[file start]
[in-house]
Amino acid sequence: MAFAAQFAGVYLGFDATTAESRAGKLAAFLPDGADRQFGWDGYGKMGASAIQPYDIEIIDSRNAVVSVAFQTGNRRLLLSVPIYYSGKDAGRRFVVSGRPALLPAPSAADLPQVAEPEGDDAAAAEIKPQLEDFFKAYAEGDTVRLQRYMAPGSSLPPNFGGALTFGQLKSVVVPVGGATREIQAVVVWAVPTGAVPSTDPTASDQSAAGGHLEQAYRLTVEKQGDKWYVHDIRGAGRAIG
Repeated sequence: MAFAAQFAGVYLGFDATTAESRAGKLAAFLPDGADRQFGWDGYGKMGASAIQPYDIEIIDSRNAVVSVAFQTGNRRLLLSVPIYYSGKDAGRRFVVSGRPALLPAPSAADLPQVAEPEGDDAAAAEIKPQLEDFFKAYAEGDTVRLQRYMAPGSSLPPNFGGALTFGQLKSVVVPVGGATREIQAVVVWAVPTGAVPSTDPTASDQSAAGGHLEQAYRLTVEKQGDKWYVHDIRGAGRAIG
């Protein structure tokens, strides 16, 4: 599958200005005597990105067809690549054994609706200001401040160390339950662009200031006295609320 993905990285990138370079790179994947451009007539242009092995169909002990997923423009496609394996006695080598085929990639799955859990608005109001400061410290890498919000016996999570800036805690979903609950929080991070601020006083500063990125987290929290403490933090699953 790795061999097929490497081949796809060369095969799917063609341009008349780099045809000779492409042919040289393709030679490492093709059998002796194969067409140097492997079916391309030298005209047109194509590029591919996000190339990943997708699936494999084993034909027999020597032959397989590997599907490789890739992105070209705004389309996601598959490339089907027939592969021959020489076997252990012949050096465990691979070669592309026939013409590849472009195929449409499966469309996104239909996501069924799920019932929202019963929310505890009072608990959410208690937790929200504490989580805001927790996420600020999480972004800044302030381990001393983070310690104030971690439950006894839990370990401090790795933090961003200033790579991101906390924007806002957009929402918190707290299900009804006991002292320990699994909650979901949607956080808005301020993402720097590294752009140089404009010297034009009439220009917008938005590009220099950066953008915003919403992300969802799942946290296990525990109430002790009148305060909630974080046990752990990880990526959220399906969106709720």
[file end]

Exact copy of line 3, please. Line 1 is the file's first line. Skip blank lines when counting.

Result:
Repeated sequence: MAFAAQFAGVYLGFDATTAESRAGKLAAFLPDGADRQFGWDGYGKMGASAIQPYDIEIIDSRNAVVSVAFQTGNRRLLLSVPIYYSGKDAGRRFVVSGRPALLPAPSAADLPQVAEPEGDDAAAAEIKPQLEDFFKAYAEGDTVRLQRYMAPGSSLPPNFGGALTFGQLKSVVVPVGGATREIQAVVVWAVPTGAVPSTDPTASDQSAAGGHLEQAYRLTVEKQGDKWYVHDIRGAGRAIG